On a related point, I’m no soil scientist, but I’ve always wondered why applications of P are so often proscribed as a prerequisite for establishing orchards because of “insufficient” quantities in the soil when actual deficiency symptoms in trees are so rare.
My sense is that P is an issue with annual plants in their first month or so, before they develop mycorrhizal relationships which provide adequate P in most soils for most plants once established.
Given how long it takes for science to sort out dietary and nutritional issues in human beings whose digestive processes and nutritional needs are easier to study, that it is about just a single species and that the investment in research is so much larger, one has to take the available information about plant nutrition with a grain of salt.
Most nutrients are grains of salt
The salt dissolves in water. Nutrients as taken up by the plant are electrically charged ions.
Sufficient quanties of P not bound to the local soil can be important for root development in non-native plants.
Brassicas - a large annual crop group - do not develop significant mycorrhizal relationships.
Yes, so they say- the problem is finding any trees with actual P deficiency- in commercial fruit production it seems to be exceedingly rare. It’s not what’s in the soil, it’s what’s in the leaves. Also I believe the correlation of P to root development to be a debunked but often repeated myth.
Early studies came to these conclusions in artificial soils where it appears the less root growth was the result not of the lack of P but of the presence of N and that roots grow to reach both water and N. A plant needs put out less root if there is sufficient water and N nearby.
This is based on what I learned some 25 years ago, so if you have info that comes after that I’d love to see it.
I was referring to initial root development in the first month or so after planting. It is not something that would show up in leaf samples but rather in root vigor.
I agree though that P is over-rated as a fertilizer for many crops. The formula I developed for sustaining fruit trees is 16-8-24 … low in P by old-school standards.
Strongly concur with Alan. What very few people understand is that, if your soil is 7ppm P (very low), but biologically rich, when your plants finish that 7ppm, the myc. will produce another 7ppm from the unavailable P, which is there in quantities sufficient for millennia of agriculture. And the myc., when they form connections with roots, will also give your plants water, zinc, nitrogen and resistance to disease. Water of course is most important, and chemical fertilizers are proven to inhibit myc. activity. You really get to grow more with less work, less pollution and less money.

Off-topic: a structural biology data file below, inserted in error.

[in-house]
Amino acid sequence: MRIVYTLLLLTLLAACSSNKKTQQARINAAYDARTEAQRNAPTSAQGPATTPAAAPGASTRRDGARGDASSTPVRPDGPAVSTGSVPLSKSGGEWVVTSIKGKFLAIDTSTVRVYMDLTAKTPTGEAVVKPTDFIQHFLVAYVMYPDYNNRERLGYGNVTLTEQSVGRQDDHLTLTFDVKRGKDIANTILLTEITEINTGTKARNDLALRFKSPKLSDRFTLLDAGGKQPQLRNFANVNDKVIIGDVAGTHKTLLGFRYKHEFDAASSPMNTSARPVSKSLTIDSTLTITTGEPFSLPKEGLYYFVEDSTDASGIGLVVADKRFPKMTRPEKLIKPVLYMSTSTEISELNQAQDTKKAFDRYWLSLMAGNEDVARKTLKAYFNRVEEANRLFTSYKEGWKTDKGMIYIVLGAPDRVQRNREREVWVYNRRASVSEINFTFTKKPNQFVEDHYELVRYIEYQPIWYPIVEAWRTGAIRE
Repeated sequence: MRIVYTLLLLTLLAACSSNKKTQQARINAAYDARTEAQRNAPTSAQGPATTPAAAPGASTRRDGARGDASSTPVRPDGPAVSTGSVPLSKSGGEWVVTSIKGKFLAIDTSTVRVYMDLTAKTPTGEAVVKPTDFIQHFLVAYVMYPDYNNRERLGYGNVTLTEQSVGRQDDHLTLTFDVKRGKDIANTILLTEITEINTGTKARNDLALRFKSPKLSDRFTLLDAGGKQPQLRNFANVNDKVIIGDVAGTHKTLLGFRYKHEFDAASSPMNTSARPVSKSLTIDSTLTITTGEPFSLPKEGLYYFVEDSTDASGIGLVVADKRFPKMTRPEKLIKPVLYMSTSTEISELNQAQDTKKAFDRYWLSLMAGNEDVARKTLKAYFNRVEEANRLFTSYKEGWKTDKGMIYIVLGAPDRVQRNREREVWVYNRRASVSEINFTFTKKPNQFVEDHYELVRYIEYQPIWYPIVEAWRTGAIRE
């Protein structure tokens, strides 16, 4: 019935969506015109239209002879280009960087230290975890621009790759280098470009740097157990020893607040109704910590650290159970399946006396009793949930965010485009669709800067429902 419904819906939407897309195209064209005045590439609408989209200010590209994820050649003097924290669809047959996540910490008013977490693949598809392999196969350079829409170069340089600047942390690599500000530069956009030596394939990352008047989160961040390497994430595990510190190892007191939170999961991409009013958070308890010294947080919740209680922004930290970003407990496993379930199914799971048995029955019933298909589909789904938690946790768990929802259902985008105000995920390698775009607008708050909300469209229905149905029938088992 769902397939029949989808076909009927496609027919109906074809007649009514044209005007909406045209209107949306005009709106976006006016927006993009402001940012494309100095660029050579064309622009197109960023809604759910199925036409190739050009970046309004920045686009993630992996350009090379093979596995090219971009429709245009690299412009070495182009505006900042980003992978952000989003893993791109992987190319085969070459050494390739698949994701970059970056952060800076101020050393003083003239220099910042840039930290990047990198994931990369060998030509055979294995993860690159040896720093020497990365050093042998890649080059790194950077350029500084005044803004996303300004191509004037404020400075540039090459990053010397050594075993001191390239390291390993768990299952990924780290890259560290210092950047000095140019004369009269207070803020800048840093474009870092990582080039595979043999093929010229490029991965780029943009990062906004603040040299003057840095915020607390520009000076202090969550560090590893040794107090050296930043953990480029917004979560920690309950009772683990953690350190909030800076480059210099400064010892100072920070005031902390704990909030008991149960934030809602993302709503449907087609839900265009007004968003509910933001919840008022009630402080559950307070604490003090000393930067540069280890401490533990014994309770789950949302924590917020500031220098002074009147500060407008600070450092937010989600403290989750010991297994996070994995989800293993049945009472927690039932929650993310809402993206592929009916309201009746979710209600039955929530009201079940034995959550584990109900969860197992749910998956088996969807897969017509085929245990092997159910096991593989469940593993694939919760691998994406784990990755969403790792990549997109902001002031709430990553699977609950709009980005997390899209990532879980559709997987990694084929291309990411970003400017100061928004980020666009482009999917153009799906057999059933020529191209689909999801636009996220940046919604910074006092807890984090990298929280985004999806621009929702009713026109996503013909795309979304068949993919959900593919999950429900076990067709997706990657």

It is also true that brassicas and chenopodiums do not form myc. symbiosis. However, if farmers were to fertilize only these crops there would never be algae blooms. Growing cabbage in a spot, followed by 6 months of fallow, does destroy the myc. The solution to this is to never grow brassicas alone, at a small scale, but mixed with similar sized plants.
Always planting a new tree with myc. is a great idea, keep in mind that most fruit trees are endo-myc., but most forest trees are ecto-myc. I have started growing my own myc., using a method developed by the Rodale Institute (I use it on new trees and shrubs, allium, solanaceae, and cucurbita). Blueberries have their own class.
I like myc!
After dozens of spelling errors, I had to do something about it.
Any proof of this? I thought the problem was overall plant vigor in the case of vegetables unable to extract P from cold soil. I have read that an initial setting out of vegetable starts can be stunted by cool soil because biological processes don’t release much available P then and they have yet to establish mic relationships (having been grown in sterile potting mix).
I’ve never heard of a problem with trees as they run on stored nutrients immediately after transplant anyway, so this would be news to me.
Hence the advice to also add myc. to the pot, and hold the fertilizer, when you start tomatoes. I figure someone like Alan, or any farmer market guy, would profit from having his own stash of myc. to be added in every pot and every tree hole.
I just use my compost from a pile under trees and mix with last round of potting soil. I don’t purchase fungus that I personally don’t eat directly.
I was referring to this comment, not vegetables:
Yes, is there any evidence of this?
If I still had the publications from Cal-Poly SLO I’d provide them.
Thanks, that would be appreciated.
had … meaning I don’t.
Here is a broad discussion of research on increasing root growth of transplanted trees. P is not even mentioned and it is N that has successfully stimulated root growth in several studies but limited root growth in a couple of others.
I’m guessing the lack of info on P is because it has been dismissed as a root stimulator by researchers, but when I have time I will look for more.
The thing in this paper that surprised me is that recent research has shown that top reduction of transplanted trees can increase survival which contradicts rather extensive research by Carl Whitcomb back in the '70’s though 90’s.
Alan, I know that P as a fertilizer is a hot () topic for you. However, in this thread I was hoping to communicate with others about the topics in the original article “How phosphorus flows through an environment over many decades”.